The Iron Dragon's Daughter
|Media type||Print (Hardback)|
|Pages||x, 424 pp|
The Iron Dragon's Daughter is a 1993 novel by writer Michael Swanwick that combines fantasy and science fiction. The dark and nihilistic tale follows Jane, a changeling girl who slaves at a dragon factory, building part-magical, part-cybernetic monsters that are used as jet fighters; until she crosses paths with an old, rusted dragon named Melanchthon and escapes.
The novel changes fantasy tropes and archetypes, such as elves and dragons, for which critic John Clute labeled the book an "anti-fantasy." Swanwick admits having written it both as a homage to J.R.R. Tolkien and in reaction to a handful of writers he claims exploit Tolkien's milieu and the readers' imaginations with derivative, commercial fantasy:
- [...] The recent slew of interchangeable Fantasy trilogies has hit me in much the same way that discovering that the woods I used to play in as a child have been cut down to make way for shoddy housing developments did.
Swanwick has written another book in the same setting, entitled The Dragons of Babel. Excerpts from it have periodically been published as short stories. They include King Dragon, The Word that Sings the Scythe, An Episode of Moondust, A Small Room in Koboldtown and Lord Weary's Empire. Most of these were originally published in Asimov's Science Fiction.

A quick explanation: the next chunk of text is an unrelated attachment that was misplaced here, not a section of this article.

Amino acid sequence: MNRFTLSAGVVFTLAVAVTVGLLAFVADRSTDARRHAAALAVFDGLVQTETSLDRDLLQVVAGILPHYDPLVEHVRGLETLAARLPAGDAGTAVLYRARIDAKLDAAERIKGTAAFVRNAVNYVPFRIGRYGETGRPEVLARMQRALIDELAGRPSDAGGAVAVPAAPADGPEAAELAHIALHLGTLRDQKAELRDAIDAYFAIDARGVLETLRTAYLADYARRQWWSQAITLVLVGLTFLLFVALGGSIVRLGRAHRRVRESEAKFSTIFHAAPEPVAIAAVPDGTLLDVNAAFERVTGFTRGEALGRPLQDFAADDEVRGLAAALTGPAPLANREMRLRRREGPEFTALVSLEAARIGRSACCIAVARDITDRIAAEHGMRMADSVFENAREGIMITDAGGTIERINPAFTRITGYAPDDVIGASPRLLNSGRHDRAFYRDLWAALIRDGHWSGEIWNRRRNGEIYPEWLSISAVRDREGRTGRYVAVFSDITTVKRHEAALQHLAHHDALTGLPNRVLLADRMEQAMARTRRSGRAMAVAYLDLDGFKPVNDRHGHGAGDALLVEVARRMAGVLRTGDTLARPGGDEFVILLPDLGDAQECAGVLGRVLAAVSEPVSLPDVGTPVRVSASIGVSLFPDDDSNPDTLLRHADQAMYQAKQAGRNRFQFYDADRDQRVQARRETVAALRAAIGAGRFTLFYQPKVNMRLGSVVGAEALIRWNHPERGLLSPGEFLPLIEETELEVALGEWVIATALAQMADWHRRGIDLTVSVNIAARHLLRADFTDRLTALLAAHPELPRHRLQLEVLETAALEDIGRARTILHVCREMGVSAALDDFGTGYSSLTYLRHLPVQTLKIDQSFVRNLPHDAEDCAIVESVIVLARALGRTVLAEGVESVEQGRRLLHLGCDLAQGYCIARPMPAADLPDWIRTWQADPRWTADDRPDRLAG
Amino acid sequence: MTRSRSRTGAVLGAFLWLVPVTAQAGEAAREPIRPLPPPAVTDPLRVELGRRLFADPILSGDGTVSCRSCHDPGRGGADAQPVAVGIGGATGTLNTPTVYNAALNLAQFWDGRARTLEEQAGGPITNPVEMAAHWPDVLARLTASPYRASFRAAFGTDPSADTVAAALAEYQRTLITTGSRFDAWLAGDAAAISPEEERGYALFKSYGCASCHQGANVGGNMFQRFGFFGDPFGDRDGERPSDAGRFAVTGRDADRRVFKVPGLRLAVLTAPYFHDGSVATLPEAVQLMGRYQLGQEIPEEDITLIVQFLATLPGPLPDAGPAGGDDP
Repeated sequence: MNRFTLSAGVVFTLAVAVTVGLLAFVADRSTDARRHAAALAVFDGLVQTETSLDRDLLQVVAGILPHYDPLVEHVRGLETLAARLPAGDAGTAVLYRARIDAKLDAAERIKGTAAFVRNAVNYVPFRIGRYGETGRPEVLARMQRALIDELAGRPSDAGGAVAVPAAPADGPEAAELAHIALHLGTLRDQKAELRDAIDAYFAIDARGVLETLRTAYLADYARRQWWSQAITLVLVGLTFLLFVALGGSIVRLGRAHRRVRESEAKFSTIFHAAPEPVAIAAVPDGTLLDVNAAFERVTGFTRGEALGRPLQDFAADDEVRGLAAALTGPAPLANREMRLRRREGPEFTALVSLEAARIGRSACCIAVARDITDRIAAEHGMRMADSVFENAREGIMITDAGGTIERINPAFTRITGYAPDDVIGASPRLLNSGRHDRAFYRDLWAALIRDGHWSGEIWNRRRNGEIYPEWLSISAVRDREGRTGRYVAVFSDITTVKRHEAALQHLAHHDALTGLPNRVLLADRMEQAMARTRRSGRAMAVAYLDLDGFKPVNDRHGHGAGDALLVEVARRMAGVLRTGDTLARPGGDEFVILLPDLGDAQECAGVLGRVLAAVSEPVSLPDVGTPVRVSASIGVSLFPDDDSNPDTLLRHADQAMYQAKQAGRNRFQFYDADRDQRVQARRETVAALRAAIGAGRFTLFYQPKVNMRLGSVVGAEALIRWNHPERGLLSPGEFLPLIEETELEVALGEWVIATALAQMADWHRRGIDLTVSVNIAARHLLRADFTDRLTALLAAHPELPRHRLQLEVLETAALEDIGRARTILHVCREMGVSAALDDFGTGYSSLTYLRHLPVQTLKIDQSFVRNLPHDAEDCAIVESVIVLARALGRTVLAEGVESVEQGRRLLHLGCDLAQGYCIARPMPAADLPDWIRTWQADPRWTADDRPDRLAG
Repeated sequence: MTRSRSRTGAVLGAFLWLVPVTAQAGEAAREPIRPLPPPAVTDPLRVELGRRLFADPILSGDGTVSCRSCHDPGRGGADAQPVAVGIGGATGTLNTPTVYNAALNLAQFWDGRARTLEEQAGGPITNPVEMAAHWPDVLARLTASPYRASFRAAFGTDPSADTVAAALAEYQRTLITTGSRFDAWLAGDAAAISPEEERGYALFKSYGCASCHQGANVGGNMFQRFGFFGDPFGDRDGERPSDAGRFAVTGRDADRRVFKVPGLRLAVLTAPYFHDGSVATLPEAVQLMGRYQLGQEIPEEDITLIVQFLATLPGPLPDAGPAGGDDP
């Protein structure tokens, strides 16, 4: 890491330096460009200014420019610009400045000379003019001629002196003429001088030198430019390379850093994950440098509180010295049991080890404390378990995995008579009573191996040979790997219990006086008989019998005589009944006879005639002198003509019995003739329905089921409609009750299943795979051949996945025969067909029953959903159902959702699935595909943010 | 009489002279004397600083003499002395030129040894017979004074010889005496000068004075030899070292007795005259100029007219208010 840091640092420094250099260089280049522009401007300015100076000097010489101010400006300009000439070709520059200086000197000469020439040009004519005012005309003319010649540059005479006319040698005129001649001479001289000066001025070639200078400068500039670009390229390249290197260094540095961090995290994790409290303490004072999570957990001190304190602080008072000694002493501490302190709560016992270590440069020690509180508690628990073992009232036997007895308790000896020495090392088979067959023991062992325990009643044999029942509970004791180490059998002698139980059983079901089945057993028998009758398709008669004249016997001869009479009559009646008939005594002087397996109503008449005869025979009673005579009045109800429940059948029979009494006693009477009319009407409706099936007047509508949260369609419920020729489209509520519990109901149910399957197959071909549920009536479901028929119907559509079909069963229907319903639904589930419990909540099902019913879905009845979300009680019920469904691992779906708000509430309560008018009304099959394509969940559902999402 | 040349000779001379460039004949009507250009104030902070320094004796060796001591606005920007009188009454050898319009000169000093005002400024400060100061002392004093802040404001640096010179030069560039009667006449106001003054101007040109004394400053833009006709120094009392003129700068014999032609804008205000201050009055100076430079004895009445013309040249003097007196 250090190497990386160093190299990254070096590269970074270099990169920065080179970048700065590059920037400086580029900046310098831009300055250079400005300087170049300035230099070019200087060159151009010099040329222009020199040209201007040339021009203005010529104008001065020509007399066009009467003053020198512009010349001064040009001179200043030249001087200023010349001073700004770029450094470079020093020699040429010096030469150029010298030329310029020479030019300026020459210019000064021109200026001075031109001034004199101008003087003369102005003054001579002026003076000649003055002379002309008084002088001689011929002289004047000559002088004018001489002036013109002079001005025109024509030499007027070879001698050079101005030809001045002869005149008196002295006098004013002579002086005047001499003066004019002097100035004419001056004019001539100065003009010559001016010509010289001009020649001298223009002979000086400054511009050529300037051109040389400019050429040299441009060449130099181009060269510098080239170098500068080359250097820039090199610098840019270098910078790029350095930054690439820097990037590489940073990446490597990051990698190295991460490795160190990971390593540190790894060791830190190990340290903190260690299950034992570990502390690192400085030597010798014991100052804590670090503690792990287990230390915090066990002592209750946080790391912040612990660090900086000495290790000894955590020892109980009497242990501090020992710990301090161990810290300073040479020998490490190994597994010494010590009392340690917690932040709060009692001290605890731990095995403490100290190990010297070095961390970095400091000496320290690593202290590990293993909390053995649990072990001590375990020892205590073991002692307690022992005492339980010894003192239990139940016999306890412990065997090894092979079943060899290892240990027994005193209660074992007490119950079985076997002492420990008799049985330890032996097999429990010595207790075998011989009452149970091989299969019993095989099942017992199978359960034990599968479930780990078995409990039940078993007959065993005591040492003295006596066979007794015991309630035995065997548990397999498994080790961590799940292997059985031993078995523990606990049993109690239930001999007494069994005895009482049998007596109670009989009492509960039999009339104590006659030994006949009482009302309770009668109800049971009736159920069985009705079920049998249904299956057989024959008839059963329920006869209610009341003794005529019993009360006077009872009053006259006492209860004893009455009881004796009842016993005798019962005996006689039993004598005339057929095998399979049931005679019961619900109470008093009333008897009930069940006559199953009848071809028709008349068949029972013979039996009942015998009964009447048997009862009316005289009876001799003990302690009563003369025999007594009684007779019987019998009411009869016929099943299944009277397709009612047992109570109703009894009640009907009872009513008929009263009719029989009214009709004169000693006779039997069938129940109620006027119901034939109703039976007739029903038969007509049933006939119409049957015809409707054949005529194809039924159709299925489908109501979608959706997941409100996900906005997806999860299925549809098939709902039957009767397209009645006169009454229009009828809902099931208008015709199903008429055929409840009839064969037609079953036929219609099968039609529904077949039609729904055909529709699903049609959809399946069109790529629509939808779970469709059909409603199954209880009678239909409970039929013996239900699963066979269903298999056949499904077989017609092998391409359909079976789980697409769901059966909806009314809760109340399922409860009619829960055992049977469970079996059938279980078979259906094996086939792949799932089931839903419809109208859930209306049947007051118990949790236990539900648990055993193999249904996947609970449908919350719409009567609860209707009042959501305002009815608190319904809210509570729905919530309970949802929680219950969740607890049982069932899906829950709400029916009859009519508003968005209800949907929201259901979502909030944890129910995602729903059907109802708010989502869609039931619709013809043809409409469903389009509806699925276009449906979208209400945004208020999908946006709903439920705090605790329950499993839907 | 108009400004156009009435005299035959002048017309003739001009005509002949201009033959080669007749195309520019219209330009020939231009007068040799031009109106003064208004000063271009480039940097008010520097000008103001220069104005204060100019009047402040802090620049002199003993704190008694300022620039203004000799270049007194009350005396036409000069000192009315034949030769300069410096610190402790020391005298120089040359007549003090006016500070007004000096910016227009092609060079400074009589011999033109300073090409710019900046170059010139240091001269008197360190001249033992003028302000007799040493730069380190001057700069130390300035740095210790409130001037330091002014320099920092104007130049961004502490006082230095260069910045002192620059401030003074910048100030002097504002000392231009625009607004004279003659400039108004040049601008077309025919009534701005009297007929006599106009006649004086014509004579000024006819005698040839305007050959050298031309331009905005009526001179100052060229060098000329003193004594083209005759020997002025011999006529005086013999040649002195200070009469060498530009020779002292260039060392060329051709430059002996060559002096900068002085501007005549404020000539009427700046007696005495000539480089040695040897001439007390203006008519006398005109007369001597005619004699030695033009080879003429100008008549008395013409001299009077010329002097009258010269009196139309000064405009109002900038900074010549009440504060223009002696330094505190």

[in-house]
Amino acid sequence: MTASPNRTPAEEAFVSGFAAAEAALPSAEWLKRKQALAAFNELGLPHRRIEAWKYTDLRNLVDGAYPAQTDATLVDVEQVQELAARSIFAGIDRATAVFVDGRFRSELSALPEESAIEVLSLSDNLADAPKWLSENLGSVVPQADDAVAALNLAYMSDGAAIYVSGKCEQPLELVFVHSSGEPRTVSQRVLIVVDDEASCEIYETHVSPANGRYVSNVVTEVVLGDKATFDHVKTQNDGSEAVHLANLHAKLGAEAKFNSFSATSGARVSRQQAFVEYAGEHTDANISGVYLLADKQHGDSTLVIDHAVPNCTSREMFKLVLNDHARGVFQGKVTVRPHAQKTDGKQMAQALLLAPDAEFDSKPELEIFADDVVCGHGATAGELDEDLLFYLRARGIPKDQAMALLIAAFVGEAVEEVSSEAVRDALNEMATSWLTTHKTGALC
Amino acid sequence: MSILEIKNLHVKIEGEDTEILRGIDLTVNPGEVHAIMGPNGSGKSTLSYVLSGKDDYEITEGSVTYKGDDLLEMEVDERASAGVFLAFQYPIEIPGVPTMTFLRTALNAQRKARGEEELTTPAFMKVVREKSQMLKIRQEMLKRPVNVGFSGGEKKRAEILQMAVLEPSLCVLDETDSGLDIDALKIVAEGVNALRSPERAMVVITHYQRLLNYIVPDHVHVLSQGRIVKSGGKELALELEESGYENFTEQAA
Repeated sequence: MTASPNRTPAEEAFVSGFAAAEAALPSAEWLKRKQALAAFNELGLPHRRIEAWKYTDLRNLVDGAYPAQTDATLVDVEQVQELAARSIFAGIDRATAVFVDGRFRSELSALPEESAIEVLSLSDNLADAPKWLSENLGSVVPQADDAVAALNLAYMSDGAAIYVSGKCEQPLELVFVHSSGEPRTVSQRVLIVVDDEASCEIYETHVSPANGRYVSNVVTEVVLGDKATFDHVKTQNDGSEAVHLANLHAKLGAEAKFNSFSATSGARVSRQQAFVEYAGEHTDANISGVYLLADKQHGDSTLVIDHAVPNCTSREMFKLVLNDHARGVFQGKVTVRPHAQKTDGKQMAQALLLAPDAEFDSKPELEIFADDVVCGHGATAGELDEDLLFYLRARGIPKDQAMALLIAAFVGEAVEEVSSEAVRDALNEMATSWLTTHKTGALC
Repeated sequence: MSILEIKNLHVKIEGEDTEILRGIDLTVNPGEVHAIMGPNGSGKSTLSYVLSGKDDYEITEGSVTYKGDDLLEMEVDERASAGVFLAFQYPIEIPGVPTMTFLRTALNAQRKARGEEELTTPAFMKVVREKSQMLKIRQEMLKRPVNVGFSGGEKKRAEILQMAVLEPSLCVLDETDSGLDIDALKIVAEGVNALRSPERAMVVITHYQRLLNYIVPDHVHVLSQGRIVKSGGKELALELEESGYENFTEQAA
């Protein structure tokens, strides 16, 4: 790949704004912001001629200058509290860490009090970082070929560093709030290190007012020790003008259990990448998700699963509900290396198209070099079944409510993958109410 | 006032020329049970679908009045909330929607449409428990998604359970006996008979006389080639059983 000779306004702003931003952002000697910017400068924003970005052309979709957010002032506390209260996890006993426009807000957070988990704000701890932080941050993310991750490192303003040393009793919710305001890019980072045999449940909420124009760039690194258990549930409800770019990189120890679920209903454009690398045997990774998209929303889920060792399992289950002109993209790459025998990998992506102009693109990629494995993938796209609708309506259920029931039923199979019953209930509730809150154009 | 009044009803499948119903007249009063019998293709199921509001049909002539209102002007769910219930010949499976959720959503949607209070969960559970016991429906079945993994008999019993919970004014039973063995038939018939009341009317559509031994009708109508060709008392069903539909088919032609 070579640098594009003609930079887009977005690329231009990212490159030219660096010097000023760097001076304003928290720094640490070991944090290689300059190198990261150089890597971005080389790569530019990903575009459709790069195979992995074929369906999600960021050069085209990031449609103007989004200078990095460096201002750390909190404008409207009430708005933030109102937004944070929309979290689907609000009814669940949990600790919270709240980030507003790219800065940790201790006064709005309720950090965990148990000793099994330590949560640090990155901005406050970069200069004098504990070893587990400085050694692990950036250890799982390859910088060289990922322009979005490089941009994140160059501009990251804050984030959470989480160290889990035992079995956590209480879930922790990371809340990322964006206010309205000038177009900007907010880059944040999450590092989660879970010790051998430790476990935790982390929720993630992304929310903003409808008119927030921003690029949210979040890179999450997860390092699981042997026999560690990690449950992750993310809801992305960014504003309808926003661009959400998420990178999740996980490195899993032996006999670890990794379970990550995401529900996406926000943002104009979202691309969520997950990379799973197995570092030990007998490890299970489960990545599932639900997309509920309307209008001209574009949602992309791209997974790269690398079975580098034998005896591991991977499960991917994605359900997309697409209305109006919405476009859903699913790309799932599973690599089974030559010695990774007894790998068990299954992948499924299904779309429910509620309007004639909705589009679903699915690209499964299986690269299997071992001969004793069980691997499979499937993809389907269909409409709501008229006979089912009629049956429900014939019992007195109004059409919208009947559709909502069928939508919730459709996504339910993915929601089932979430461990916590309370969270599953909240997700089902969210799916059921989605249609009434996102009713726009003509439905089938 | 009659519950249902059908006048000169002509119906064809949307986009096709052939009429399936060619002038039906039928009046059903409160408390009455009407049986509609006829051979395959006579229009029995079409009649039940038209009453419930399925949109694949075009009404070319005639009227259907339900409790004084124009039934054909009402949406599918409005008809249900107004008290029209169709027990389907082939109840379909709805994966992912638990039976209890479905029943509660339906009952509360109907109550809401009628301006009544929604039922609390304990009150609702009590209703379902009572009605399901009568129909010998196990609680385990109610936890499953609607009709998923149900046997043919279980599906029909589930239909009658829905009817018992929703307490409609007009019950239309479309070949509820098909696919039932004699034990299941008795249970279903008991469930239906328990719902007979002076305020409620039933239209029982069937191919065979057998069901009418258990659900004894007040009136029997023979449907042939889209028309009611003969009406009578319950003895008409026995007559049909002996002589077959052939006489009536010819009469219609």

- "1989 Award Winners & Nominees". Worlds Without End. Retrieved 2009-08-05.
- Nick Gevers, "The Literary Alchemist: An Interview with Michael Swanwick", Infinity Plus (24 December 1999)
- "Elves, Dragons, and Anarchy: Convention and Subversion in Michael Swanwick's The Iron Dragon's Daughter", by Jeff Topham
- Reviews and analysis Scroll down for Swanwick's answers to a number of questions about the novel.
- The Iron Dragon's Daughter at Worlds Without End
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